Serverless: Stack update finished...
Service Information
service: transactions-api
stage: dev
region: us-east-1
api keys:
  GET -{account_id}/transactions
  POST -{account_id}/transactions
  get-transactions: transactions-api-dev-get-transactions
  post-transaction: transactions-api-dev-post-transaction

If we compare the output of this command to the one we got during deploying just the functions, we see that we get additional information in terms of the endpoints. I’ve masked the endpoint with aaaaaa. This is referred to as an appID.

Testing the Endpoints

We can use curl or any handy HTTP client to hit the two endpoints.

First we POST a transaction.

bash-3.2$ curl -X POST -d '{"transaction_id":"foo", "amount": 20.50}'

{"message":"Transaction added successfully!","input":{"resource":"/accounts/{account_id}/transactions","path":"/accounts/1234/transactions","httpMethod":"POST","headers":{"Accept":"*/*","CloudFront-Forwarded-Proto":"https","CloudFront-Is-Desktop-Viewer":"true","CloudFront-Is-Mobile-Viewer":"false","CloudFront-Is-SmartTV-Viewer":"false","CloudFront-Is-Tablet-Viewer":"false","CloudFront-Viewer-Country":"US","Content-Type":"application/x-www-form-urlencoded","Host":"","User-Agent":"curl/7.51.0","Via":"1.1 (CloudFront)","X-Amz-Cf-Id":"YFSlfpQhMoyUk7xw1MwaHrC55oS-kL68gc9Of-hIa68bSr_61eK2Jw==","X-Amzn-Trace-Id":"Root=1-58f327f0-5c9c884966463c313adaf2b5","X-Forwarded-For":",","X-Forwarded-Port":"443","X-Forwarded-Proto":"https"},"queryStringParameters":null,"pathParameters":{"account_id":"1234"},"stageVariables":null,"requestContext":{"accountId":"123456789012","resourceId":"6otyx5","stage":"dev","requestId":"bd4b3165-227c-11e7-baa4-61d7c2f92db9","identity":{"cognitoIdentityPoolId":null,"accountId":null,"cognitoIdentityId":null,"caller":null,"apiKey":null,"sourceIp":"","accessKey":null,"cognitoAuthenticationType":null,"cognitoAuthenticationProvider":null,"userArn":null,"userAgent":"curl/7.51.0","user":null},"resourcePath":"/accounts/{account_id}/transactions","httpMethod":"POST","apiId":"aaaaaa"},"body":"{\"transaction_id\":\"foo\", \"amount\": 20.50}","isBase64Encoded":false}}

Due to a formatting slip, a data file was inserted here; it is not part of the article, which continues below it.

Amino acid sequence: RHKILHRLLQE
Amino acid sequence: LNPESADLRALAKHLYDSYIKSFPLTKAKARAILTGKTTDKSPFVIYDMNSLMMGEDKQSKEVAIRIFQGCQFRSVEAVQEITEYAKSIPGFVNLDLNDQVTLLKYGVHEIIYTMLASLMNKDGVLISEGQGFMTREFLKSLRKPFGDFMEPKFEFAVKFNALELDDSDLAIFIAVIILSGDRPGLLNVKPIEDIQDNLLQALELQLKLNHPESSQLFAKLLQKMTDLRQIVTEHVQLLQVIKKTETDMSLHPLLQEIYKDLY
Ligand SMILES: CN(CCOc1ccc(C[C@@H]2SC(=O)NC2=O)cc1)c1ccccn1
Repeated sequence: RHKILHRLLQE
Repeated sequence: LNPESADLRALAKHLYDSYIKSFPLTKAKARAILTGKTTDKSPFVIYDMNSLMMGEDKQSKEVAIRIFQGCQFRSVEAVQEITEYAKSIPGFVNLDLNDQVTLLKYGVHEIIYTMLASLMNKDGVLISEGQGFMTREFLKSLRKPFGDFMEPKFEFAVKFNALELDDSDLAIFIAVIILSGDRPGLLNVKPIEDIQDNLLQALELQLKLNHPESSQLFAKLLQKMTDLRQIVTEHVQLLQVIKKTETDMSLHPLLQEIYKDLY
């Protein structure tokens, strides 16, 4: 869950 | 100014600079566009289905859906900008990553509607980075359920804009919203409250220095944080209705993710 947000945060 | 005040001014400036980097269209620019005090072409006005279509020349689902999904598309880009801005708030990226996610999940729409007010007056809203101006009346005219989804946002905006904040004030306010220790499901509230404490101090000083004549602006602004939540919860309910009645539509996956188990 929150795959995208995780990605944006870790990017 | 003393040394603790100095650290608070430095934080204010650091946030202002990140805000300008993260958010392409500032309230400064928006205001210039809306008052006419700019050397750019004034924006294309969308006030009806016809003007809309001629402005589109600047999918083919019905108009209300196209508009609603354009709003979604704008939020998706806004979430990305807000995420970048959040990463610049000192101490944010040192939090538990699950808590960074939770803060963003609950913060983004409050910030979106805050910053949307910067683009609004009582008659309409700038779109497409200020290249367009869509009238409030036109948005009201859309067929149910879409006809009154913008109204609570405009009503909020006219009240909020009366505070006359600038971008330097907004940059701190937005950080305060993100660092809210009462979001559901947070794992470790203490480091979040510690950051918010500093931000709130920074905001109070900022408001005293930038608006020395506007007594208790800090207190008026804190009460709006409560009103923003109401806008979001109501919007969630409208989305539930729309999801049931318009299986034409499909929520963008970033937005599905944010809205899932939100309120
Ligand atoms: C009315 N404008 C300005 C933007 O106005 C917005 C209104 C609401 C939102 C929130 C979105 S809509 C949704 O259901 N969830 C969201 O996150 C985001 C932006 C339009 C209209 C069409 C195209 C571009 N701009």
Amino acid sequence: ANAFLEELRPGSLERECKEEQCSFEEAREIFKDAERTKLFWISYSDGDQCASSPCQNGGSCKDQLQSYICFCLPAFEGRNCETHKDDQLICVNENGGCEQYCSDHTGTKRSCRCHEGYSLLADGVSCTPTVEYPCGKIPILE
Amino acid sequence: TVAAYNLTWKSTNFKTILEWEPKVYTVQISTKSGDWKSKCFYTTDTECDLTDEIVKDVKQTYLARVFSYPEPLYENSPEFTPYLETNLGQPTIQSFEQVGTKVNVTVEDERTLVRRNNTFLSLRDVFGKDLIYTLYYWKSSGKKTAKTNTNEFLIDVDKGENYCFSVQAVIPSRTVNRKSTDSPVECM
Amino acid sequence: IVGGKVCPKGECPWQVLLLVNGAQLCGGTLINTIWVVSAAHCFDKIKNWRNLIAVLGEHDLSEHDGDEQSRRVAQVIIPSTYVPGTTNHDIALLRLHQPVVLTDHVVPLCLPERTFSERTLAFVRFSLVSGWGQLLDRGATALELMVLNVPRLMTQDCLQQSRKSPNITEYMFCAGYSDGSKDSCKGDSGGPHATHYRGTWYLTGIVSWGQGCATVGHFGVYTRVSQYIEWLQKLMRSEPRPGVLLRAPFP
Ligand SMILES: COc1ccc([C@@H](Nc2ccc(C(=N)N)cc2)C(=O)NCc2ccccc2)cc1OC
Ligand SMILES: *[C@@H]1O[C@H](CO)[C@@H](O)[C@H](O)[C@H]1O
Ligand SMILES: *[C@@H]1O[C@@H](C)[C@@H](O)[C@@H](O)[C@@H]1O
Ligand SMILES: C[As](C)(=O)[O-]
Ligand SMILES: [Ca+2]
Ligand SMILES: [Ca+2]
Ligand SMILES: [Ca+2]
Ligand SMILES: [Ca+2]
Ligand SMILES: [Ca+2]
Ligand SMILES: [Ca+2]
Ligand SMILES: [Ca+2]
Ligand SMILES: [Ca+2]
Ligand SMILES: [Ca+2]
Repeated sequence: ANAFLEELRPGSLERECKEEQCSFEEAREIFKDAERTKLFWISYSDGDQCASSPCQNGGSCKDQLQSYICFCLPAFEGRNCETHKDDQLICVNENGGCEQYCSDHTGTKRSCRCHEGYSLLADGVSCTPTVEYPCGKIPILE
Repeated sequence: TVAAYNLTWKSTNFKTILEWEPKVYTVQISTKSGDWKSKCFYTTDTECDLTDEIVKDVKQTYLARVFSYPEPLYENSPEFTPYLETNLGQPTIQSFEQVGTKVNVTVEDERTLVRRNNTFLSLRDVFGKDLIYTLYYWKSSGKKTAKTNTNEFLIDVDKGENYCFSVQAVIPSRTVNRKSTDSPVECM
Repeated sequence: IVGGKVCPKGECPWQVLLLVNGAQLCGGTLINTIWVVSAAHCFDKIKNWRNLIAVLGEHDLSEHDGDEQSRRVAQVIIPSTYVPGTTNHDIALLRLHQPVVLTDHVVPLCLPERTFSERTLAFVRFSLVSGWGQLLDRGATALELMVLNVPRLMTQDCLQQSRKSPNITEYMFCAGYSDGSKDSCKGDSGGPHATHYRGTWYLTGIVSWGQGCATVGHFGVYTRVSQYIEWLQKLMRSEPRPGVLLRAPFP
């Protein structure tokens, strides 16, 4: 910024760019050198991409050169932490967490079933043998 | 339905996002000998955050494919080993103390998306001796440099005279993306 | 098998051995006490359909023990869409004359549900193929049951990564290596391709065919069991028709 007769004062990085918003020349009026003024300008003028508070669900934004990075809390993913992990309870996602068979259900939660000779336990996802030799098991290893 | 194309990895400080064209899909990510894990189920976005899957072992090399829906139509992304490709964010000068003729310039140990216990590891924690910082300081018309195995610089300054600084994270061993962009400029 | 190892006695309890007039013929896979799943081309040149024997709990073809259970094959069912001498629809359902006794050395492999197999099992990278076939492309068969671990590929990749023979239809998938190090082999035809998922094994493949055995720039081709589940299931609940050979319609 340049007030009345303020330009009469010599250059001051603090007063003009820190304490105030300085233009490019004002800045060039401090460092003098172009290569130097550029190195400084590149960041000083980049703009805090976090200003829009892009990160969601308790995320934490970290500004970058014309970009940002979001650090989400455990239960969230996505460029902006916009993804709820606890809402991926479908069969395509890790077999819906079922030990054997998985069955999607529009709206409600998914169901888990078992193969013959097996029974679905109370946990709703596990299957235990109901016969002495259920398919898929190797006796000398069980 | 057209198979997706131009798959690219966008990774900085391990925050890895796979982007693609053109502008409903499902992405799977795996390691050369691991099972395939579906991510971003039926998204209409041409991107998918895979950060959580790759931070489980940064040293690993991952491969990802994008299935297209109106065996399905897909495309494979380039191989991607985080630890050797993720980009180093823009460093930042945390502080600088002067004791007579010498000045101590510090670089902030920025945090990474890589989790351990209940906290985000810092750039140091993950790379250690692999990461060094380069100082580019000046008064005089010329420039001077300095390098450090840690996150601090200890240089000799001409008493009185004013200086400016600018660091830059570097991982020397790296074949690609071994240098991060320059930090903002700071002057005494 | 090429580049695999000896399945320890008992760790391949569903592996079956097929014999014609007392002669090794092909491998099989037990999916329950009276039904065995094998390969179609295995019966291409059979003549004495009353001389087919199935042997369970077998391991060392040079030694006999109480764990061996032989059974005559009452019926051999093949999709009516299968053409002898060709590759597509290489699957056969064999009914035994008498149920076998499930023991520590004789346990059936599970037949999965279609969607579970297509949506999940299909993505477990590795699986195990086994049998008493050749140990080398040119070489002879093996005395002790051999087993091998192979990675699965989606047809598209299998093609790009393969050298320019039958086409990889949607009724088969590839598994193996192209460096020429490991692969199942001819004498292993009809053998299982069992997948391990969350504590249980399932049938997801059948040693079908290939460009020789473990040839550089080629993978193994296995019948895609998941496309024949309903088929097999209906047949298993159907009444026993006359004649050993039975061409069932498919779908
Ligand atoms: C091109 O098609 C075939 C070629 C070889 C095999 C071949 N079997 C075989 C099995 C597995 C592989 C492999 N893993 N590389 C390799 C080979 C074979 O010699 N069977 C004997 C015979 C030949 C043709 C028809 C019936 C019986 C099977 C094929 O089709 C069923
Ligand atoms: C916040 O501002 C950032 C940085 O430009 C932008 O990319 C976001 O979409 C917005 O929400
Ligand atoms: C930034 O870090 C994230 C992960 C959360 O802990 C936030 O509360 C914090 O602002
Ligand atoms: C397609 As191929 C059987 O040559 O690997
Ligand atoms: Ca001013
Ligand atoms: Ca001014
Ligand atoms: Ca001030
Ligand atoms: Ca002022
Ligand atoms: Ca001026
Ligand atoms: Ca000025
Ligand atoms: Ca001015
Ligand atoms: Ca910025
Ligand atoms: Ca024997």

Notice the long response - this is because in the code for, we’re adding the input as a part of the response (for troubleshooting). This input should also confirm our understanding of Lambda Proxy Integration. Formatted correctly, this is what the function got as a input from the AWS API Gateway -

      "Via":"1.1 (CloudFront)",
   "body":"{\"transaction_id\":\"foo\", \"amount\": 20.50}",

Lets GET the transaction that has just posted, via curl again.

bash-3.2$ curl

Since we are not passing the input as a part of the output in GetTransactionsHandler, we do not see the extra information. However, we do return the input in case of an exception, again, for troubleshooting purposes.

You will also notice a delay (as much as 5-10 seconds) for the first invocation. This is called the cold start time, and as developers we’ve to be aware of this. Specially with compiled languages like Java and C#, the start/boot time for a Lambda may exceed the SLA you may have - something to be mindful about.

The more infrequently the Lambda is invoked, greater the cold start cost. There are plenty of workarounds to address the cold start problem, I will cover some in a separate post as well.


If you wish to remove the AWS infrastructure created as a part of this project, use the following command to do so. This will remove the IAM roles, any resources defined in serverless.yml, and destroy the CloudFormation stack.

bash-3.2$ serverless remove
Serverless: Getting all objects in S3 bucket...
Serverless: Removing objects in S3 bucket...
Serverless: Removing Stack...
Serverless: Checking Stack removal progress...
Serverless: Stack removal finished...


In this series, we have built what is essentially a scaled-down version of a Microservices based architecture. We built 2 Lambda functions, both of which can scale independent of each other. We learnt about the IAM permissions, and most importantly, about the Serverless Framework which let us focus on the functionality instead of worrying about deployment and management of the infrastructure like IAM, DynamoDB, API Gateway, S3, and the Lambda itself.

This is nowhere close to what you’d imagine for a Production system, but it is my hope and confidence that the series has you more informed and familiar with Serverless Applictions in AWS.

Please DM/tweet me your feedback, and thanks again for stopping by!